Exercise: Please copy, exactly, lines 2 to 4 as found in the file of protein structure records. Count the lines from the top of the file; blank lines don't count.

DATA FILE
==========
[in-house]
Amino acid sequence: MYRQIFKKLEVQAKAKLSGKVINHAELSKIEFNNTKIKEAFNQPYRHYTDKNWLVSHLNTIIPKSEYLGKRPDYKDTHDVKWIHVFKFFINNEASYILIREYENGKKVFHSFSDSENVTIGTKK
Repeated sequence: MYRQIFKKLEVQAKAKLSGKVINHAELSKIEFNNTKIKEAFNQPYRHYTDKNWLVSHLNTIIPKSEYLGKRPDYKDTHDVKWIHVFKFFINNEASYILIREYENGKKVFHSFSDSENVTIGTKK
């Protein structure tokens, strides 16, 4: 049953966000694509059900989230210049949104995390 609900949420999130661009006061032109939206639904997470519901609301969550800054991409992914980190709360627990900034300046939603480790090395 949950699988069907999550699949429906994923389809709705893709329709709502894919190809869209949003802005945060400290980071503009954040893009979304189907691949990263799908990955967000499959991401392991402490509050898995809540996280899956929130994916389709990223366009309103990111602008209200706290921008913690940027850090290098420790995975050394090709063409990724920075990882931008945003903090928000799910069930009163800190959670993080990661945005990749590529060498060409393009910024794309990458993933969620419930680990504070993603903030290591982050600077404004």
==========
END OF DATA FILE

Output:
Amino acid sequence: MYRQIFKKLEVQAKAKLSGKVINHAELSKIEFNNTKIKEAFNQPYRHYTDKNWLVSHLNTIIPKSEYLGKRPDYKDTHDVKWIHVFKFFINNEASYILIREYENGKKVFHSFSDSENVTIGTKK
Repeated sequence: MYRQIFKKLEVQAKAKLSGKVINHAELSKIEFNNTKIKEAFNQPYRHYTDKNWLVSHLNTIIPKSEYLGKRPDYKDTHDVKWIHVFKFFINNEASYILIREYENGKKVFHSFSDSENVTIGTKK
């Protein structure tokens, strides 16, 4: 049953966000694509059900989230210049949104995390 609900949420999130661009006061032109939206639904997470519901609301969550800054991409992914980190709360627990900034300046939603480790090395 949950699988069907999550699949429906994923389809709705893709329709709502894919190809869209949003802005945060400290980071503009954040893009979304189907691949990263799908990955967000499959991401392991402490509050898995809540996280899956929130994916389709990223366009309103990111602008209200706290921008913690940027850090290098420790995975050394090709063409990724920075990882931008945003903090928000799910069930009163800190959670993080990661945005990749590529060498060409393009910024794309990458993933969620419930680990504070993603903030290591982050600077404004």